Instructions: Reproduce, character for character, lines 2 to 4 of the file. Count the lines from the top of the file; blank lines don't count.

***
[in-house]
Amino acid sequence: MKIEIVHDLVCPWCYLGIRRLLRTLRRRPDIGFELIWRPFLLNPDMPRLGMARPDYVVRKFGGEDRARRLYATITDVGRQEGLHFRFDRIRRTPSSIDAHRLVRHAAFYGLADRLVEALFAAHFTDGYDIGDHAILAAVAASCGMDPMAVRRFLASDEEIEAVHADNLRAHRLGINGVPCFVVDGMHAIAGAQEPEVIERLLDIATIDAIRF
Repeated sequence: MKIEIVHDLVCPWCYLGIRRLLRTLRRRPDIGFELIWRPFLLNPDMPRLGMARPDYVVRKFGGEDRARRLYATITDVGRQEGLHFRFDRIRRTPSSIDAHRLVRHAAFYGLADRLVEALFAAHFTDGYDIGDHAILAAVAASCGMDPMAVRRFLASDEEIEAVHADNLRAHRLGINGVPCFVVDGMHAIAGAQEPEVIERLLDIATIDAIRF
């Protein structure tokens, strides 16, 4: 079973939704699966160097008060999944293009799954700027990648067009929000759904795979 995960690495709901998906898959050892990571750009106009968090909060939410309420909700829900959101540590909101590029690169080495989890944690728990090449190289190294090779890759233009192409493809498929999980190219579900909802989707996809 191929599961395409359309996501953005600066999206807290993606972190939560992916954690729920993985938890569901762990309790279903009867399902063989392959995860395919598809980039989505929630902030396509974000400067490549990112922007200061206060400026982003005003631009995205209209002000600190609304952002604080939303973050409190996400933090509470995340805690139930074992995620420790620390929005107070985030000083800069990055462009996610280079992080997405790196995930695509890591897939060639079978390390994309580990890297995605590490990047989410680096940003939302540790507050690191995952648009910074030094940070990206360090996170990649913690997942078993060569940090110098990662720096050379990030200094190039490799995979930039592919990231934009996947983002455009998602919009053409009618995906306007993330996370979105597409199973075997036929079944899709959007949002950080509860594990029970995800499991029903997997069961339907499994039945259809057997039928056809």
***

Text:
Amino acid sequence: MKIEIVHDLVCPWCYLGIRRLLRTLRRRPDIGFELIWRPFLLNPDMPRLGMARPDYVVRKFGGEDRARRLYATITDVGRQEGLHFRFDRIRRTPSSIDAHRLVRHAAFYGLADRLVEALFAAHFTDGYDIGDHAILAAVAASCGMDPMAVRRFLASDEEIEAVHADNLRAHRLGINGVPCFVVDGMHAIAGAQEPEVIERLLDIATIDAIRF
Repeated sequence: MKIEIVHDLVCPWCYLGIRRLLRTLRRRPDIGFELIWRPFLLNPDMPRLGMARPDYVVRKFGGEDRARRLYATITDVGRQEGLHFRFDRIRRTPSSIDAHRLVRHAAFYGLADRLVEALFAAHFTDGYDIGDHAILAAVAASCGMDPMAVRRFLASDEEIEAVHADNLRAHRLGINGVPCFVVDGMHAIAGAQEPEVIERLLDIATIDAIRF
């Protein structure tokens, strides 16, 4: 079973939704699966160097008060999944293009799954700027990648067009929000759904795979 995960690495709901998906898959050892990571750009106009968090909060939410309420909700829900959101540590909101590029690169080495989890944690728990090449190289190294090779890759233009192409493809498929999980190219579900909802989707996809 191929599961395409359309996501953005600066999206807290993606972190939560992916954690729920993985938890569901762990309790279903009867399902063989392959995860395919598809980039989505929630902030396509974000400067490549990112922007200061206060400026982003005003631009995205209209002000600190609304952002604080939303973050409190996400933090509470995340805690139930074992995620420790620390929005107070985030000083800069990055462009996610280079992080997405790196995930695509890591897939060639079978390390994309580990890297995605590490990047989410680096940003939302540790507050690191995952648009910074030094940070990206360090996170990649913690997942078993060569940090110098990662720096050379990030200094190039490799995979930039592919990231934009996947983002455009998602919009053409009618995906306007993330996370979105597409199973075997036929079944899709959007949002950080509860594990029970995800499991029903997997069961339907499994039945259809057997039928056809």